Then, in a little while, the great tumultuous din–the roaring of men and other, lower moans–faded and died away. And that terrible swirling dust, my king, was in a moment absorbed by the blood drenched earth. We left the town in a panic, in a daze, blinded more by fear than by the dust itself. When we got to the road, as our eyes cleared, we could see what we had left behind. The sun died, too, and fell, gasping off the edge of the world, spreading long grasping crimson arms across the earth. And in this light we saw that the chaos was complete. Whole buildings had fallen, leaving only gaunt, staring, motionless wheels rising from mounds of brick rubble and ragged weeds. And let me tell you that we left with just the clothes we had on our backs. And they were tattered, they were rags, dirty strips of fabric matted to our wounds. We stumbled down the road, broken and bruised, charred and ruined, but always moving, trying to leave this day behind to fester in our nightmares where it belonged. In the distance on the road before us we saw a figure approaching, slouching towards us, with a long, strange stride, singing. He came nearer and we saw that it was a man, a large man with a perfect smile on his face. “Friend,” we said, “You must turn around, you must flee this place.” But he said, “I am done with running. Is it not better to be freed from cares and agues, from love and melancholy, and the other hot and cold fits of life, than like a galled traveler, who comes weary to his inn, to be bound to begin his journey afresh?” Well, we could not argue with that; what could we say to that, after all we had seen? We watched him on his way, and he raised a small rosy cloud of dust with each footfall, and soon we lost him in the sanguine whirl of everything. We turned on our way, and soon night, fresh and quiet, almost unstirring, enveloped the earth.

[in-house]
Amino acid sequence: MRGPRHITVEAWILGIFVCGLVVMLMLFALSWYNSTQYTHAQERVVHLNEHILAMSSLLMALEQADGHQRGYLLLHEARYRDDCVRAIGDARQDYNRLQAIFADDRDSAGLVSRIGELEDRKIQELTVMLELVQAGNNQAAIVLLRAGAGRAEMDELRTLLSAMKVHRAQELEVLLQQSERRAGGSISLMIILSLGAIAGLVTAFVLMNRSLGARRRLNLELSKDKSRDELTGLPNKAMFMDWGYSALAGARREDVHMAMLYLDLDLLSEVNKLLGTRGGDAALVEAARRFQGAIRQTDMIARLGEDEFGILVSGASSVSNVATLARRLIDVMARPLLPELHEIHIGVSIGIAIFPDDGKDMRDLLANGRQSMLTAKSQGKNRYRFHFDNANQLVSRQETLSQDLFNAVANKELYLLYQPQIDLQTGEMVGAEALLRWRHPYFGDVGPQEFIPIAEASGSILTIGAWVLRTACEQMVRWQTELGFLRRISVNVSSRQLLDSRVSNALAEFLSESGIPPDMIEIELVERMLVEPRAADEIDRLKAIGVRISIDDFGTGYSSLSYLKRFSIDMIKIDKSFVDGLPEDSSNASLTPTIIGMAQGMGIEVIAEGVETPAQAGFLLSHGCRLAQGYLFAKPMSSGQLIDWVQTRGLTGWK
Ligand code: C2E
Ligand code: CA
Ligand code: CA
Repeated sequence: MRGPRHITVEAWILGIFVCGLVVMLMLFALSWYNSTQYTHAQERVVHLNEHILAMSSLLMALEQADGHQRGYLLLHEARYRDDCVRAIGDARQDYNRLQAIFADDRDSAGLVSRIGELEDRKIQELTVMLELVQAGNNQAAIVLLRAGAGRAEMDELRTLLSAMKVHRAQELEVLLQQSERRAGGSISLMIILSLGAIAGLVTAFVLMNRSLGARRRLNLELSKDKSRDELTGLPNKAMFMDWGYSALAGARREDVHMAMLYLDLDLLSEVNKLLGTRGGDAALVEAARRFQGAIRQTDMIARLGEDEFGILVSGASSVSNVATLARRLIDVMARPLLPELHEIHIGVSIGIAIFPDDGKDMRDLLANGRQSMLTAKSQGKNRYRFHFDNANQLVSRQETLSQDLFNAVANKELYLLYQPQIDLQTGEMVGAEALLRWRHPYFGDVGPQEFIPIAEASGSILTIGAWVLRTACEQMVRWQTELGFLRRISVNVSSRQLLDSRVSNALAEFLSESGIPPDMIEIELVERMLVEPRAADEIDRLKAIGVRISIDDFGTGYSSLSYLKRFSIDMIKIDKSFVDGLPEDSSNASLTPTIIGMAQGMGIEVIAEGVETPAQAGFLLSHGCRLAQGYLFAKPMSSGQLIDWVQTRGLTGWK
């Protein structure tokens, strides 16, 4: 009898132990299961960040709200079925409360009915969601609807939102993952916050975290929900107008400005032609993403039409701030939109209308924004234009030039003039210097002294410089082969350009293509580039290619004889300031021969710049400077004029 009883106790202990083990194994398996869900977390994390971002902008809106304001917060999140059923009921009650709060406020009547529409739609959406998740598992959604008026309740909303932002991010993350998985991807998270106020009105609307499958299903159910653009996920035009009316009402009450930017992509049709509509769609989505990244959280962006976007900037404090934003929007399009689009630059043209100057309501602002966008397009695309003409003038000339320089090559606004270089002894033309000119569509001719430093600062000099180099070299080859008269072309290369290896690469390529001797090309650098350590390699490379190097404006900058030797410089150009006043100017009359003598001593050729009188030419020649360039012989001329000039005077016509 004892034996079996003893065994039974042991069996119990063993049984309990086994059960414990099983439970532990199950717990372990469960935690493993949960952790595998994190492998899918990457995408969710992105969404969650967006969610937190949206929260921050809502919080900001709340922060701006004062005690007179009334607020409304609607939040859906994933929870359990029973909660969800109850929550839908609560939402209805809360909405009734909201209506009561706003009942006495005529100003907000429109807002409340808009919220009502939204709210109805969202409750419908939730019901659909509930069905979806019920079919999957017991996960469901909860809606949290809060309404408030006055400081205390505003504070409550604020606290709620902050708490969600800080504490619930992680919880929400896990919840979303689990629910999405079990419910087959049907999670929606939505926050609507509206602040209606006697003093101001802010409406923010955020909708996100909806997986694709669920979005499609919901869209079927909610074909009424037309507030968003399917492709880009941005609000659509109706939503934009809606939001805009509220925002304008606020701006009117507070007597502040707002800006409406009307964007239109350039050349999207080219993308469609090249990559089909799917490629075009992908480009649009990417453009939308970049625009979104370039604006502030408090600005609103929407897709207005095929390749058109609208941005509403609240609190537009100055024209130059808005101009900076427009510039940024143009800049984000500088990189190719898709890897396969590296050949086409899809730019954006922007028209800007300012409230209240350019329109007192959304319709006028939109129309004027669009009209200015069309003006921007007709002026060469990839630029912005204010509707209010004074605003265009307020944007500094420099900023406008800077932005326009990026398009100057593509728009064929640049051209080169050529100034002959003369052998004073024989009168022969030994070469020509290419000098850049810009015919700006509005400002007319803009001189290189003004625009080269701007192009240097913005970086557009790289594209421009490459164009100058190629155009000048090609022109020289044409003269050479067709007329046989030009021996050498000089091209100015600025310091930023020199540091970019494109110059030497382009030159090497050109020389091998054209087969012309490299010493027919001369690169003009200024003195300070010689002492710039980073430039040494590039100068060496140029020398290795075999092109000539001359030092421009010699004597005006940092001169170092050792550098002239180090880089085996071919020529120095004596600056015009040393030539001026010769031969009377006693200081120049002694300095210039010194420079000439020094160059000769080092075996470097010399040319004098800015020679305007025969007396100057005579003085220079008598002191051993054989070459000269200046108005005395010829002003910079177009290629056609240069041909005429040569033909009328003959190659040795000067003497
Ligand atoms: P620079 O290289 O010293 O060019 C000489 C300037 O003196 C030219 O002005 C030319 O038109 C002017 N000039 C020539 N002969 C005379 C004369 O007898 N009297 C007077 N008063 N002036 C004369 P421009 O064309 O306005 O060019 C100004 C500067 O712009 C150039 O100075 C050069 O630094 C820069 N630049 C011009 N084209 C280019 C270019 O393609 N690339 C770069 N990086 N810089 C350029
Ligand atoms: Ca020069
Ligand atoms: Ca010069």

It’s a purple purée! Isaac was mystified by this dish, but he ate it anyway. It’s a combination of a purple sweet potato, a regular potato and half a head of cauliflower, all boiled till tender and then mashed together till smooth. It was really delicious. I seasoned it very simply with butter, salt and lots of pepper, but you could jazz it up with various herbs and spices, or even with cheese.
Here’s The Smiths with Cemetery Gates, because I’ve had these lines in my head all night…If you must write prose/poems
The words you use should be your own
Don’t plagiarise or take “on loan.”
And of course that’s exactly what I did, I took words on loan.
This pizza was very very tasty. I couldn’t resist buying some purple sweet potatoes, they’re just so pretty. So I sliced them thin and roasted them with olive oil, balsamic, rosemary and smoked paprika. Sort of like sweet potato pepperoni!! And then I decided to put them on a pizza with baby arugula and black olives. Sweet meets peppery meets salty. I put some of the arugula under the cheese, and I scattered some on top at the end. I used a mixture of sharp white cheddar and mozzarella, which I think was a good combination, but obviously you can use whatever you like. And that’s that.